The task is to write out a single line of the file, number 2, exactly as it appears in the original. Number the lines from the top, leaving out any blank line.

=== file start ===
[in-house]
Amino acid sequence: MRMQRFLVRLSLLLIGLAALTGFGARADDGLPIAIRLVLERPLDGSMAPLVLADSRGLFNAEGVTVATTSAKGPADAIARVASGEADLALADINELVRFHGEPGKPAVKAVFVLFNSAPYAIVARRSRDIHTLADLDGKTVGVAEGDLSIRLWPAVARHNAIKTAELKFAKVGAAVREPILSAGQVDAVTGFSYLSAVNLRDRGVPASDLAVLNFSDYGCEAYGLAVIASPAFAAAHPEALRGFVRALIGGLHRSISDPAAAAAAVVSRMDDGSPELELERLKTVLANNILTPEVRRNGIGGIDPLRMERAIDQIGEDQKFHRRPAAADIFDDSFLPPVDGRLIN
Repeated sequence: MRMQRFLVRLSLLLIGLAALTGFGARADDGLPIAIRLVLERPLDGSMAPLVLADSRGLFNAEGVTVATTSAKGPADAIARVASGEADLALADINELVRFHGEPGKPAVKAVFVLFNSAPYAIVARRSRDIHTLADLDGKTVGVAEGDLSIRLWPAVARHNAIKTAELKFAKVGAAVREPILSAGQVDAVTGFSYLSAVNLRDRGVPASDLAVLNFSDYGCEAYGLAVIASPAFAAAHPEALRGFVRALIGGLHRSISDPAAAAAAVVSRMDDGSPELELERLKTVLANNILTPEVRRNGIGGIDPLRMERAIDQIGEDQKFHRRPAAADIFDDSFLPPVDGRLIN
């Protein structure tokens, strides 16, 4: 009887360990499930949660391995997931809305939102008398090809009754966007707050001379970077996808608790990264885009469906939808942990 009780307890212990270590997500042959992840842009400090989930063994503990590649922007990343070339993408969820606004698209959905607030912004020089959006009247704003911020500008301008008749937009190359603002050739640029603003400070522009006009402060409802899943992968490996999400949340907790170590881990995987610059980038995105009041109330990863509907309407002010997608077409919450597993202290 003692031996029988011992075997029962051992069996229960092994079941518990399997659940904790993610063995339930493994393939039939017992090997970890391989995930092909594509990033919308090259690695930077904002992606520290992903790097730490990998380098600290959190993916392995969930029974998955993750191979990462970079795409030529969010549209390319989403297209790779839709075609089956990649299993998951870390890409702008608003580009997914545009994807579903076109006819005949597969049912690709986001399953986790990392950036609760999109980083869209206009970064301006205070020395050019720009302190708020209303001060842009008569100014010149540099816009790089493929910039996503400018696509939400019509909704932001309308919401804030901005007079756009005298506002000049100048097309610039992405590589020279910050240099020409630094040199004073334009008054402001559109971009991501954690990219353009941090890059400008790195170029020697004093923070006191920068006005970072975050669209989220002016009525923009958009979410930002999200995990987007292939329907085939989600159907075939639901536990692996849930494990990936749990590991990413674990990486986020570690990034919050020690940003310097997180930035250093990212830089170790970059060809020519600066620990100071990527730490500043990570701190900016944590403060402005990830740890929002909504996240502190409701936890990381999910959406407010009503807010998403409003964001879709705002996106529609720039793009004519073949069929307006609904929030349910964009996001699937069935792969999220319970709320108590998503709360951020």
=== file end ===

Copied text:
Amino acid sequence: MRMQRFLVRLSLLLIGLAALTGFGARADDGLPIAIRLVLERPLDGSMAPLVLADSRGLFNAEGVTVATTSAKGPADAIARVASGEADLALADINELVRFHGEPGKPAVKAVFVLFNSAPYAIVARRSRDIHTLADLDGKTVGVAEGDLSIRLWPAVARHNAIKTAELKFAKVGAAVREPILSAGQVDAVTGFSYLSAVNLRDRGVPASDLAVLNFSDYGCEAYGLAVIASPAFAAAHPEALRGFVRALIGGLHRSISDPAAAAAAVVSRMDDGSPELELERLKTVLANNILTPEVRRNGIGGIDPLRMERAIDQIGEDQKFHRRPAAADIFDDSFLPPVDGRLIN